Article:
Apparatus for erecting a bridge arch

Abstract

Claims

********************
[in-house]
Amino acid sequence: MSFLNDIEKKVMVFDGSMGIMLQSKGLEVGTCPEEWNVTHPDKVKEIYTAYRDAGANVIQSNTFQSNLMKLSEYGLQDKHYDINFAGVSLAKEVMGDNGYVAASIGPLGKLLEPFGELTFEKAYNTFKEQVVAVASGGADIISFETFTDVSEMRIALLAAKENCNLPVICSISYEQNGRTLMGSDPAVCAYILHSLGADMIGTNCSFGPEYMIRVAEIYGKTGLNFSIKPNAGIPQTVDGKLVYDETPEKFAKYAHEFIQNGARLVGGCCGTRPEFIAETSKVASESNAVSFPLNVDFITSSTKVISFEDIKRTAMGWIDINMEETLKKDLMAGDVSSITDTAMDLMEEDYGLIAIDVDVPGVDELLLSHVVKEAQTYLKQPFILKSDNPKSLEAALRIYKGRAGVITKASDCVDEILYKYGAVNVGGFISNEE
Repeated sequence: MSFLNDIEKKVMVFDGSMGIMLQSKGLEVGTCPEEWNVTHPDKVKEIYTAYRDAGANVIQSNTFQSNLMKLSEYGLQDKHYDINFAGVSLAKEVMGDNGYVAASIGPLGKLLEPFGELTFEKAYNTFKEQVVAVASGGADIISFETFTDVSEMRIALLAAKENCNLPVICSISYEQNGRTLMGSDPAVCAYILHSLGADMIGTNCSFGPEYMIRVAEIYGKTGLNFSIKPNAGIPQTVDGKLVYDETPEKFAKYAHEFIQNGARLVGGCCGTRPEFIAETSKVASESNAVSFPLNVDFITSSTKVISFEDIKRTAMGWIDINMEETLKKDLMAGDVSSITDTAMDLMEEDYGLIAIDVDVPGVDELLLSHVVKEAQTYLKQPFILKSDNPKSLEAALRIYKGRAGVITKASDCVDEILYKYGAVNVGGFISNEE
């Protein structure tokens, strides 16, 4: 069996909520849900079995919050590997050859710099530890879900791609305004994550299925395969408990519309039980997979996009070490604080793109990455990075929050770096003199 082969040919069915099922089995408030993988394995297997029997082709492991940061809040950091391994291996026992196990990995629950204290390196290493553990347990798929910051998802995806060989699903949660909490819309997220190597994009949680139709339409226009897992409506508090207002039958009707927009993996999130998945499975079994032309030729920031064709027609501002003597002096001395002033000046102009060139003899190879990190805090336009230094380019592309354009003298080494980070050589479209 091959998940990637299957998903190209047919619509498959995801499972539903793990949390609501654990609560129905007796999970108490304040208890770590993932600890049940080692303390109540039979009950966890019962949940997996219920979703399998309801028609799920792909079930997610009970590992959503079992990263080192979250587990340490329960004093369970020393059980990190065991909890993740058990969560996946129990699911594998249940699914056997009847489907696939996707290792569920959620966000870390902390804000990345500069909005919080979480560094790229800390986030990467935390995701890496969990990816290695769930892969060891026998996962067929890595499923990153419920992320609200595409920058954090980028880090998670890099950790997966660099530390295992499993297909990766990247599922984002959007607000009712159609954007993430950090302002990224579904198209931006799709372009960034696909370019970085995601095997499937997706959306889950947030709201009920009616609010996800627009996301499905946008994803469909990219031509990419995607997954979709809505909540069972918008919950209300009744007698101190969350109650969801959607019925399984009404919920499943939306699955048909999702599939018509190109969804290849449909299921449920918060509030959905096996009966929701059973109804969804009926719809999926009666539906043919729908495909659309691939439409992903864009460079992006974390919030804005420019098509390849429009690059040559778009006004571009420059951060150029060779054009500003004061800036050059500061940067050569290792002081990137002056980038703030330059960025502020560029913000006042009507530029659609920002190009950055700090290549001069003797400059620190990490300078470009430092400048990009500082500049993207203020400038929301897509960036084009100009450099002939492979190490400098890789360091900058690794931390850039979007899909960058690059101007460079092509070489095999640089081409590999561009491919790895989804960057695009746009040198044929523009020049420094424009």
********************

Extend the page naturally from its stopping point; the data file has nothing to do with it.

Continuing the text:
March 26, 1968 H. J. MEHEEN 3,374,497 -APPARATUS FOR ERECTING A BRIDGE ARCH Filed June 1, 1965 4 Sheets-Sheet l INVENTOR. Homayoun J. Meheen zl/ zw g/it A Horneys March 26, 1968 H. J. MEHEEN APPARATUS FOR ERECTING A BRIDGE ARCH 4 Sheets-Sheet 2 Filed June 1, 1965 mm bl mm mm l mm INVENTOR. Z Z/ e 7 a m 0 H A Horneys March 26, 1968 H. J. MEHEEN 3,374,497 APPARATUS FOR ERECTING A BRIDGE ARCH Filed June 1, 1965 4 Sheets-Sheet 5 INVENTOR. Homayoun J. Meheen a wi /Z401 Attorneys March 26, 1968 H. J. MEHEEN APPARATUS FOR ERECTING A BRIDGE ARCH 4 Sheets$heet 4 Filed June 1, 1965 INVENTOR. H o mayoun J. Meheen Wz/Q Attorneys United States Patent 3 374,497 APPARATUS FOR EliECTING A BRiDGE Aiifiii Homayoun J. Meheen, 6464 N. 14th Ave, Denver, Colo. 86214 Filed June 1, 1965, Ser. No. 469,170 11 Claims. (Cl. 14-26) AESTRACT OF THE DECLOSURE A method and apparatus for erecting an arch bridge, wherein each half of the arch is erected separately as a self supporting, cantilevered structure by holding it with rods extending from the top of an erection tower upstanding from the bridge abutment. Each tower is laterally stabilized and held by a tie back cable extending to an anchor behind its abutment. Completion of the erection is effected by bringing the arch halves together at the crown of the arch. Each half of the arch is formed by erecting and joining sequentially an array of segments commencing with a first segment at the abutment at the base of the tower. A tie rod extends from the top of the tower to hold the completed arch portion of segments in place and to permit the next segment in the outward sequence to be erected and secured to the completed segments to cantilever outwardly therefrom. Another tie rod is then extended to this outward segment and pulled to lift the completed arch portion to permit the first mentioned tie rod to be released. The operation is repeated by the construction of another outward segment and replacement of ties until the arch half is completed. As a structural feature, the tower is provided with a head having a jack supporting saddle, to hold the several tie rods in predetermined positions and to permit easy shifting of a pulling jack from one tie rod to another. The saddle is arranged to direct the resultant pull forces of the tie rods and the tie back cable downwardly and in alignment with the tower insofar as possible to produce a minimum of eccentricity of compressive loading on the tower when a maximum pull is occurring, with the completed arch half. This invention relates to methods and apparatus for erecting bridges and similar structures, and more particularly to apparatus for supporting a partially-completed bridge span while it is cantilevered from an abutment. The invention is especially applicable for erecting the primary arch members of an arch bridge and for su porting the opposing sides of an arch before it is completed and the span closed. Accordingly, the invention will be referred to as a method and apparatus for erecting a bridge arch and will be described in connection therewith. However, such is not to be construed as a limitation, for the invention may be used to erect other similar structures. A primary object of the invention is to provide a novel and improved towers and tie members for holding the sides of an incompleted bridge arch While they are outreaching from their abutments and for permitting the components forming the bridge arch to be assembled and set in place by a simple, logical sequence of operational steps. Another object of the invention is to provide a novel and improved arrangement of towers and tie members for holding the opposing reaches of an incompleted span of a bridge arch, which permits erection of the span to proceed in an efiicient manner and which, at the same time, completely eliminates the need for temporary under supports, such as underpinning or cribbing. Accordingly, the invention is especially adapted to facilitate the construction of an arch bridge over a deep, inaccessible canyon. Another object of the invention is to provide a novel and improved construction of towers and tie members for holding an outstanding side of an incompleted bridge arch and an improved method for using these members which permits a bridge arch to be efficiently erected in situ with prefabricated segments of the bridge arch, to extend each side of the structure towards the center, and with the segments being of a size which are easily carried and positioned for erection by a highline trolley. Another object of the invention is to provide a novel and improved apparatus for holding an outreaching side of an incompleted bridge arch during its erection which incorporates a tower at the abutment from whence the incompleted side of the bridge arch outstands, and an improved and simplified arrangement of supporting ties extending outwardly and downwardly from the head of this tower to connect with and support the bridge arch While it is bein constructed. Other objects of the invention are to provide a novel and improved tower and head structure thereon for holding support ties which extend downwardly and outwardly from the head of the tower to support an incompleted bridge arch or similar structure, which permits the ties to be changed in a simple sequential manner as the construction of the bridge progresses, which provides a simple, easy-tomse means for releasing one tie as another is set, which permits easy adjustments to the position of the bridge arch as it is being constructed, which is a lightweight, balanced structure capable of being quickly and easily erected and as quickly and easily dismantled after it is not needed, and which permits a bridge to be erected at a reasonable cost. Further objects of the invention are to provide for a novel and improved head for a tie back tower for holding structural supporting ties, which may hold a plurality of ties, either in sequential arrangements or in groups, which provides a simple and easy means for adding, removing and adjusting the length of individual tie members, which minimizes unbalanced bending reactions on the tower itself as .the supporting loads are shifted from one tie to another and which is a simple, easily-built, lowcost arrangement of components. A further object of the invention is to provide in a tie back tower, a novel and improved arrangement for holdmg and adjusting load-supporting ties mounted therein. With the foregoing and other objects in view, all of which more fully hereinafter appear, my invention comprises certain constructions, combinations and arrangements of parts and elements as hereinafter described, defined in the appended claims and illustrated in preferred embodiment in the accompanying drawing in which: FIGURE 1 is a diagrammatic, transverse section of the upper portion of a canyon whereacross an arch bridge is being erected, the figure illustrating further, a side elevational view of arch members of the bridge, a high line and an improved arrangement of tie back towers and ties for holding the bridge arch portions to permit the erection of the bridge arches to proceed in situ. FIGURE 2 is an isometric view of a portion of the showing at FIG. 1, as taken from the indicated arrow 2 at FIG. 1, but on an enlarged scale to better depict a partially-constructed side of an upstream and downstream bridge arc-h as being supported by the tower. FIGURE 3 is a somewhat diagrammatic side view of a fragment of an arch, as taken from the indicated arrow 3 at FIG. 2 but on an enlarged scale, and illustrating one manner of interconnecting prefabricated structural segments forming the arch. FIGURE 4 is a side elevational view of a tower and a partially-completed side of a bridge arch, similar to the showing at FIG. 2, but on an enlarged scale, with the additional arch segments being connected to the side and with another support tie being added, the broken lines indicating the positioning of additional arch segments and another tie which are to be added to complete the side of the arch and the raising of the arch side to depict certain operational steps in the erection of the bridge. FIGURE 5 is a side elevational view of the head of the tower, similar to that portion of the showing at FIG. 4, but on anenlarged scale. FIGURE 6 is an end elevational view of the head of the tower as taken from the indicated arrow 6 at FIG. 5, but on a slightly enlarged scale. FIGURE 7 is a sectional, elevational view of the head as taken substantially from the indicated line 7- 7 at FIG. 6. FIGURE 8 is an outline of the tower head with the innermost tie cable being installed thereon and showing in heavy lines a representative vector diagram indicating the forces and'bending moments acting upon the tower when this inner tie cable is holding the incompleted side of the bridge arch. FIGURE 9 is an outline and diagram similar to FIG. 8, but with the outermost tie cable being installed thereon and with heavy lines showing a representative vector diagram indicating the forces and bending moments acting upon the structure when this outer cable is holding the side of the bridge arch. FIGURE 10 is a longitudinal view of an upper portion of a tie within the head and a sectional view of a portion of the head and of the holding and adjusting apparatus associated with the tie and head, as taken from the indicated line 10-10 at FIG. 7, but on an enlarged scale. FIGURE 11 is an isometric view of the upper portion of the tower head, per se. FIGURE 12 is an isometric view of a tie holding block, per se, which is adapted to receive a tie and to bear against the tower head. FIGURE 13 is an isometric View of a jack saddle, per se, for holding a tie pulling jack. FIGURE 14 is a side elevational view, similar to FIG. 5, but, showing an alternate construction of the tower head member and of support blocks holding the ties. Referring more particularly to the drawing, the partially-constructedbridge arch A, illustrated at FIG. 1, at opposite sides of the canyon. The bridge arch is formed as a series of segments 21 interconnected together to constitute right and left half-arch sides 22R and 22L which commence from their respective abutments and come together at the arch crown 23. The right half-arch 22R is illustrated as being completed by the interconnection of eight selected arch segments 21, while the left half-arch 22L is illustrated as being partially completed with only four segments 21 being in position, but with a fifth'segment being transported to its erection position by the trolley of a highline H. The highline need not be described, for it is a conventional unit installed before other construction begins and extends across the canyon above all other constructions. A completed bridge will require at least two arches A which are substantially identical in form and are disposed side by side in spaced-apart parallel, vertical planes traversing the canyon. One may be referred to as an upstream arch and downstream arch, as illustrated at FIG. 2. The two arches are held apart by cross braces 24 and diagonal braces 25, all of which are suitably secured in their proper place as erection proceeds, preferably by erection of both arches simultaneously. Each arch frame is formed by individual prefabricated segments 21, and each segment is light enough to be lifted and carried to position by the highline trolley. The segments forming one side of the arch, as illustrated at FIGS. 2 and 3, are interconnected in tandem sequence, end to end, commencing with the first segment adjacent to the abutment 20. Each segment is connected to the next by plates 26 which lap the abutted ends of the segments and the plates are secured to the segments by bolts or field rivets 27, as in the manner suggested at FIG. 3. Structurally, an arch frame theoretically resists a uniformly applied load across its span in compression and without bending moments acting upon the arch itself. However, as a practical matter, each arch span must resist substantial bending moments because of unbalanced loading during the construction of the span and also when the bridge is being used. Accordingly, each arch segment is designed, not only to resist compression, but also bending moments. Likewise, the connections, at the plates 26, must resist such bending moments. This resistance to bending by the segments and the connections thereof permits each side of the bridge to be erected in situ by supporting a partially-completed span with holding ties. Moreover, a substantial portion of each side of an arch may be cantilevered beyond any outermost supporting tie. Each side of a bridge arch is thus erected and is held by ties until it extends outwardly and over the canyon to the crown 23 to there be connected and closed with the other side of the arch. When both the upstream and downstream arches are erected and closed and all cross braces 24 and diagonal braces 25 are in place, the final bridge construction is completed by providing a road-supporting framework upon the arch frames, finishing the road abutment at each side of the bridge and laying the final road itself over the bridge. Such features are not shown nor described since they do not form part of the invention. The present invention resides in apparatus and pro cedures to simplify the erection of the upstream and downstream bridge arches. This apparatus includes a tower 30 at each side of the canyon which upstands from the respective bridge abutments 20. Cable ties 31 extend from the top of each tower to connect with and support a side of each bridge arch over the canyon, and tie back cables 32 extend in the opposite direction, away from the canyon, to hold the tower upright against the pull of the cable ties 31. Each tower 30 includes a pair of upstanding legs 33 which are in spaced parallelism and define the plane of the tower which is ordinarily normal to the plane of bridge arches. The legs 33 are suitably spaced apart to permit the base of each to rest upon its abutment 20 in line with the vertical plane of an upstream or downstream arch. Cross braces 34 and diagonal ties 35 hold the legs together as a laterally rigid framework. A ladder means, not shown, is provided for climbing the tower, and a working platform 36 may be located between the tops of the legs to provide access to cable-holding head members 37 afiixed to the top of each leg. Each tower leg is shown as an I-beam having its web 38 in the plane of the bridge arch and normal to the plane of the tower. The flanges 39 are thus parallel to the plane of the tower. The web of each I-beam not only lies in the plane of its bridge arch, but its centerline axis lies in the central plane of the tower. With this arrangement, a maximum stability of the legs 33 is obtained for any given tower height, for the braces 34 and ties 35 rigidity each I-beam leg against buckling in the direction transverse to the plane of the web, while the greater strength of the I-beam leg, in the plane of the web, resists buckling of the tower in the unsupported direction normal to the plane of the tower. It follows that the critical factor of design of the will concern bending or buckling in this direction, normal to the plane of the tower. Each leg must be heavy enough to prevent its buckling under the compressive loads imposed upon the tower by the cable ties 31 and the tie back cables 32 and also resist bending moments acting tower upon the leg because of any eccentricity of the reaction points of these cables with respect to the axis of the I- beam web. It is important to keep eccentricity of the loading to a minimum to minimize the size and Weight of the tower leg, and the novel construction of the head members 37 accomplish this desired result. Each head 37 is formed as a pair of comparatively heavy, flat plates mounted at the top of a tower leg 33. The plates are set in spaced parallelism with and at each side of the web of the I-beam forming the leg. The top of the leg 33 is positioned between the lower portion of the plates so that the plates overlap this leg and are welded or otherwise secured to the edges of the beam flanges 39. The upper portion of these spaced-apart plates 40, above the leg 33, are also reinforced and held apart by suitable transverse clip members 41 positioned along the edges of the plates Where they Will not interfere with ties or cables. The ties 31 and the tie back cables 32 are attached to this head 37, and they extend between the plates 40, as Will be described. It is contemplated that if the flanges 39 of the beam forming the legs 33 space the plates too far apart, as where a wide-flange I-beam is used, the flanges may be cut and narrowed where they hold the plates. The general side configuration of each head 37 includes an upright post 42 at the side adjacent to the bridge arch for connection with ties 31 and a spur 43 outstanding from the opposite side of the tower leg for connection with the tie back cable 32. The outward edge of the post 42 is straight and upright, while its inner edge, at the portion in the crotch between the post and spur, is curved and sloped to form a saddle 44 to properly receive tie connectors, as hereinafter described. The outstanding spur 43 is tapered from a maximum width at the base of the head to a rounded end. A hole 45 at the end of the spur extends through each plate to hold a pin 46 which, in turn, holds a clevis link 47 connecting with an eye 48 in the tie back cable 32. The configuration of this spur is correlated with the slope of the tie back cable to effectively align the pull of the tie back cable 32 with the pull of the ties 31, to produce a reaction on the tower legs which is substantially at the web axis of the beams forming the legs. It is to be noted that the tie back cable 32 must be at a predetermined slope to produce such a selected reaction at the tower head. Such involves extending the tie-back cable a proper distance from the tower depending upon the ground levels. At the selected position, it is anchored in any suitable manner in a concrete block 49, as illustrated at FIG. 1. Each head 37 and its ties 31 are formed and arranged to permit the construction of a specified bridge arch to proceed in a predetermined sequence of operations with selected ties holding selected segments of the bridge arch, as will be further described. Each tie 31 is formed as a cable of selected length which includes a means to connect with the bridge segment. Such means may be an eye 50 at the lower end of the cable, a clevis 51 on the selected bridge arch segment 21, and a removable pin 52, as illustrated at FIG. 3. The upper end of each cable 31 is adapted to extend upwardly from its segment connection to the top of the tower and it terminates as an extended, threaded holding rod 53. This rod 53 is adapted to extend through and beyond the plates forming the tower head at the same inclination which the tie assumes when it is connected to its proper segment of the bridge arch and extended to the top of the tower. It is contemplated that the rod will be secured to the saddle of the head at a selected position where the slope of the saddle will be substantially normal to the inclination of the tie rod. The rod is held on the saddle by a rocker plate 54 and slidably extends through a central orifice 55 in this plate. The rocker plate is a substantially square member, having a transverse width sufficient to overlap the plates forming the head 37. The underside of each rocker plate includes a pair of half-round rocker hearings, in common transverse alignment at each side of the central orifice 55, so that each bearing will rest upon the saddle 44 with a portion thereof overhanging the plate 44). This permits the rocker plate 54 to be self aligning to avoid any bending of the rod 53 due to its possible misalignment on the saddle. To further insure the proper positioning of the rocker plate 54 on the saddle, opposing pairs of finger plates 57 are secured to the outer sides of each head plate 40, as by bolts 58, to embrace the overhanging portions of the rocker bearings. A holding nut 59 is turned on the threaded rod 53 to bear against the outer face of the rocker plate 54 to hold the tie in tension and a lift nut 66 may be turned upon the rod to secure the holding nut in position and to effect pulling of the rod, as hereinafter described. Each tie is adapted to be pulled to lift and adjust the position of the bridge arch it is supporting, and the holding nut 59 may be turned and set as such adjustment proceeds. Such adjustment is by a jack 61 set over the extended end of the tie means, as will be hereinafter described. The pulling and releasing of a rod 53 of a tie 31 to raise or lower the arch span it supports is conveniently and efiiciently accomplished by a double-acting hydraulic jack 61 of an improved type characterized by having an axiallycentered passageway 62 extending through it, which is adapted to receive the rod 53. This jack, illustrated in section at FIG. 10, is formed within an outer cylindrical body 63 upstanding from a base end 64. A concentric inner cylindrical sleeve 65 extends from this base and through the body of the jack to define the passageway 62 therethrough. A tore-shaped piston 66 is adapted to move in the annular space between the cylinder and sleeve to extend and retract responsive to hydraulic pressure from a conventional fiuid pressure-supply source, not shown, extending into lines 67 and 67', respectively, at opposite ends of the cylinder. A tubular rod 68, connecting with the piston 66, slidably embraces the sleeve 65. The outward end of this rod extends through a central passageway in the cap 69 at the outward end of the cylinder opposite to the base 64. The rod 68 extends beyond this sleeve to terminate as a sliding head 7%) having a central passageway 62 therein through which a rod 53 may extend. The jack 61 is conveniently mounted upon a cradle carried by the rod 53. This cradle 71 includes a transverse base plate 72 having a central hole 73 through it to receive the rod 53 and hold the jack base 64. A pair of opposing spacers 74 outstand from one face of this plate 72 at opposite sides of the hole 73. These spacers are adapted to abut against the rocker plate 54 to provide an access space between the rocker plate and the base plate for reaching and adjusting the holding nut 59. A pair of arms 75 outstand from one edge of the other face of the base plate 72, which are adapted to conveniently hold the jack 61 in its properly aligned position upon the rod In using this apparatus, the lift nut is first removed from the rod 53. Next, the cradle and the jack are placed on the threaded rod 53. The lift nut 61) is then replaced on rod 53 to bear against the head of the jack. As pressure is applied against this nut by the jack, it causes the tie rod to commence moving to lift the side of the bridge arch to which it is connected. The holding nut 59' is then loosened and is turned to move it towards or away from the rocker plate to loosen or tighten the tie 31 as desired. Tightening of the tie rod to raise the bridge arch may be effected by continuing to extend the jack piston while the holding nut is being turned to keep it against the rocker plate until the desired position is attained. Loosening or lowering of the bridge arch follows a different procedure, for once the cradle, jack and lock nut are properly set upon the holding rod, the jack is first extended to a desired amount and the lock nut 60 placed against it. The jack is then extended to loosen the hold- Z ing nut 59 and then slowly retracted, as the holding nut is turned upon the rod to continue to loosen it. The erection of one side of a bridge arch to the point where the segments 21 extend to the crown 23, using the the one side may use inner and intermediate ties 31 as they are removed from the other. The drawing exemplifies a l6-segment type bridge arch, and the erection of one side of the upstream and downstream arches will proceed as follows: The first portion of one side of the upstream and downstream bridge arches, the first and second segments 21, may be extended from the abutment 2i and held in position by any conventional rigging since their weight is not great. The third segment is provided with a clevis 51 near its outer end, and once it is placed in position by the highline trolley and secured to the second segment, an inner tie 31 is connected to the clevis. This tie extends upwardly t the head of the tower to be afiixed to the saddle 44 by a rocker plate located at the base of the saddle 44, as illustrated. A jack 61 is then placed upon the rod to apply tension to the rod until the bridge section is at a selected position. The rod is then secured by the holding nut 59 and the jack is removed. Thence, fourth and fifth segments 21, carried by the highline trolley, extend the upstream and downstream arch portions. As they are secured in position, they cantilever from the tie-supported third segment of each arch. Each fifth segment is provided with a clevis 51 near its outer end and a second intermediate tie 31 is attached to this clevis to extend to its tower head, as illustrated at FIG. 4. The rod 53 of each second tie is positioned in its saddle above the inner tie rod at a spacing sufficient to permit clearance for placing a jack 61 over it. The jack, once positioned, pulls the second tie with snfiicient force as to lift and hold the entire side of the partially erected bridge arch and to loosen the first, inner tie. After the upstream and downstream arch portions are thus held, the first, inner ties are loosened and removed. They may then be used to erect the arch portions at the opposite side of the canyon. Subsequent erection will include the setting of a sixth and seventh segment to extend each arch. These segments will cantilever from the tie-supported fifth segment. Each seventh segment is provided with a clevis 51 near its outer end and a third, outer tie 31 is attached to this clevis to extend to its tower head, as illustrated in broken lines at FIG. 4. The rod 53 of each third tie is positioned in its saddle above the intermediate tie rod at a spacing sufficient to permit clearance for placing a jack 61 over it. The jack, once positioned, pulls the third tie with sufiicient force as to lift and hold the entire side of the partially erected bridge arch from its abutment. Thus held, the intermediate ties are then loosened and removed and may be used to erect the arch portions at the opposite side of the canyon. Subsequent erection steps will include adding the eighth segment of each arch to complete the half-span of the bridge arches to the crown 23. When both half-spans of the bridge arches are completed, they may be closed to complete the arches. Preliminary to closing, however, the trolled lowering of the spans to their final closure at the crown 23. v Ideally, the spur 43 of the head reaches outwardly and upwardly to align the tie back cable 32 with a tie 31 so that the reaction point of the forces acting on the cable and tie will be at the centerline of the beam web 38 of the tower leg 33 to avoid a bending moment on the tower leg. However, the use of several ties and the placing of one tie 31 above the other in the saddle of the head 37 renders this balancing of forces impossible for all tie positions encountered. To minimize the efifect of this disparity, the spur 43 is formed to direct the pull of the tie back cable to an intermediate manner, as between the inner tie and the outer tie so that, for example, a counterclockwise bending moment will act on the tower leg when the inner tie is holding the arch span and a clockwise moment will act on the tower leg when the outer tie is holding the span. Such is diagrammatically represented at FIGS. 8 and 9. When the innermost tie 31 is used, the force vectors 31' and 32' of the tie and of the tie back cable 32 produce a resultant 8%) which is offset from the center line 81 of the beam web to produce a'bending moment illustrated as being a counterclockwise moment vector 82. The bending moment, dependent upon the product of the resultant and the olfset distance 83 can be established by the loading on the tie 31. When using the outermost tie 31, the forces on the tie are considerably increased because of a heavier load. The vectors of the tie 31" and of the tie back cable 32" produce a resultant at the opposite side of the tower leg center line 81. The resulting bending moment is illustrated as a counter-clockwise moment vector 82". The bending moment, dependent upon the product of the resultant 80" and the offset distance 83" can also be established. These moments 82 and 82 can be correlated with the reactions 84 and 84" ofthe tower leg 33 so that the same critical stresses for the design of the tower leg will occur with either loading. However, such critical stresses will be a minimum since they are oppositely directed and a minimum the possible size of tower leg 33 may be used. An alternate construction of the tower head 37a is illustrated at FIG. 14 where the saddle 44a of the plates 40a is formed as a series of distinct inclined steps 85 86 and 87, with each step being sloped at a position norrnal to the slope which the respective inner, intermediate and outer ties, carried by that head 37a will assume when holding a bridge arch portion. The stepped saddle portion 85 for the inner tie 31 is adjacent to the base of the post portion of the post 42a, while the stepped portion 87 for the outer tie is at the top of the post portion to provide an overall configuration similar to that heretofore described. The spur 43a may also be slightly modified to provide for a flat top portion which facilitates placing a platform upon it. Reinforcing angles 88 may also be secured to the head plates to rigidify them or to support a structural platform mounted on the head. In using the fiat saddle portions 85, 86 and 87, a different form of rocker plate 54a may be provided as where the underside of the plate is conveniently arched across its entire section, as in the manner illustrated. Also clip angles 89 may be positioned at the bottom of each sloping saddle portion to hold these rocker plates in position, but such is 'not necessary where the sloping portions are offset as at 90, as located between intermediate saddle portion 86 and outer portion87. I have now described my invention in considerable de- 7 tail; however, it is obvious that others skilled in the art can build and devise alternate and equivalent constructions which are nevertheless within the spirit and scope of'the invention. Hence, I desire that my protection be limited, not by the constructions illustrated and described, but y by the p p r Sc pe of the appended claims. What is claimed is: 1. Apparatus for facilitating the erection of a bridge arch, of a type which is constructed by a sequence of prefabricated arch segments adapted to be interconnected together in situ, commencing with segments adapted to be set at the base of the arch and other segments cantilevered therefrom, and including, in combination therewith, a tower adapted to upstand from the bridge abutment, tie rods adapted to connect to the top of the tower and to extend outwardly and downwardly from the tower to connect with bridge segments, a tie-back cable extending outwardly and downwardly from the tower in the opposite direction to oppose the pull of the ties as they support the bridge segments, and jack means at the top of the tower adapted to selectively pull the tie rods, whereby to pull one rod to loosen another rod and to permit the bridge segments to be raised and lowered. 2. In the apparatus set forth in claim 1, wherein said tower includes a vertical leg member having a tie-retaining head at its top, the head including abutments adapted to hold a plurality of ties, one alongside the other, with each tie being held against an abutment, with a portion thereof extending from the abutment, and being adapted to be connected to the jack means when the jack means is set upon the abutment. 3. In the apparatus set forth in claim 1, wherein said tower includes a tower head at the top formed as a pair of plates held apart in spaced parallelism to permit the ties to extend therethrough, said head including a post portion adapted to receive a plurality of ties, one above the other, in a sequential arrangement and an opposing spur portion adapted to hold the end of the tie-back cable, the post portion having abutment surfaces alongside each tie position, a plurality of rocker plates with each having a hole therethrough and being adapted to rest upon an abutment surface, with the extended end of a tie being extended through the hOle in the plate and secured thereto, and said jack means being adapted to be set upon the rocker plate and connected to the extended end of a tie when pulling it. 4. In the apparatus set forth in claim 3, wherein each extended tie end is .a threaded rod and is secured to the rocker plate by a nut turned thereon. 5. In the apparatus defined in claim 1, including a tieholding head at the top of the tower having a substantially-upright post portion at the side adjacent to the bridge span and a spur portion at the opposite side, said post having a seating edge thereon adapted to hold selected ties at selected, spaced-apart positions, and said spur being adapted to hold the tie-back cable at a fixed position thereon, and wherein said spur extends outwardly from the axis of the tower a distance suflicient to hold the tieback cable at a position which extends the line of action of this cable between the lines of action of the spacedapart ties at their intersection with the axis of the tower, whereby to minimize unbalanced moments between the tie-back cable and any one of the ties which act on the tower. 6. In the apparatus defined in claim 1, including a tieholding head at the top of the tower formed as a flat, planar member lying substantially in the vertical plane of the bridge arch, with the portion adjacent to the arch forming an upright post adapted to hold the ties at selected, spaced-apart positions, one above the other, and with the portion of the head opposite to the arch forming an outstanding spur adapted to hold the tie-back cable. 7. In the apparatus defined in claim 1, including a tieholding head at the top of the tower formed as a pair of flat plates oriented in spaced parallelism and substantially in the vertical plane of the bridge arch, and with each tie lying between the head plates, the head portion adjacent to the bridge arch forming an upright post portion adapted to hold selected ties in spaced-apart positions, one above the other, between the plates, a transverse rocker plate carried upon each tie adapted to bear against edges of the post portion of the plates opposite the bridge arch, with said edge being saddle-formed to provide a sloped portion at each selected tie-holding position, which is substantially normal to the direction of the tie. 8. In the apparatus defined in claim 7, wherein the portion of each tie which extends between the plates is formed as a threaded rod and a holding nut turned thereon, and being adapted to abut against the rocker plate to hold the plate in position and to permit adjustments to the length of the tie. 9. In the apparatus defined in claim 1, wherein each tie includes a threaded portion at the top of the tower and holding nuts turned thereon, and wherein said jack means comprises a jack having a hollow body adapted to be threaded over the threaded tie portion and secured thereto by a nut turned onto the tie. 10. In the apparatus defined in claim 1, including a tie-holding head at the top of the tower formed as a pair of flat plates oriented in spaced parallelism with the vertical plane of the arch, each tie being adapted to lie between the plates, and with said end portion being threaded, a rocker plate having a central hole therethrough adapted to lie against the edges of the head plates, with the tie end extending through the hole therein and a holding nut turned on the tie and bearing against the rocker plate, whereby to secure the tie to the rocker plate and hold the rocker plate against the head plates. 11. In the apparatus defined in claim 10, including a cradle having legs and a central portion to form a U- shaped body with a central passageway through the central portion adapted to be threaded upon the end of the tie, with the legs thereof abutting against the rocker plate at each side of the holding nut, and said jack means includes a hollow jack adapted to be threaded upon the end of the tie to abut against the cradle, and a second nut adapted to be turned onto the end of the rod to bear against the jack, whereby extension of the jack against the said second nut permits the first said holding nut to be lifted from the rocker plate and to be adjusted by turning it on the tie to take-in or let-out the tie as it supports the partial bridge span. References Cited UNITED STATES PATENTS 159,315 2/1875 Fulton 14-25 886,666 5/1908 Thomas 14-26 2,415,240 2/ 1947 Fouhy 52-745 3,236,020 2/ 1966 Totfolon 52-745 FOREIGN PATENTS 3,069 12/ 1864 Great Britain. 507,893 9/ 1920 France. CHARLES E. OCONNELL, Primary Examiner. NILE C. BYERS, IR., Examiner.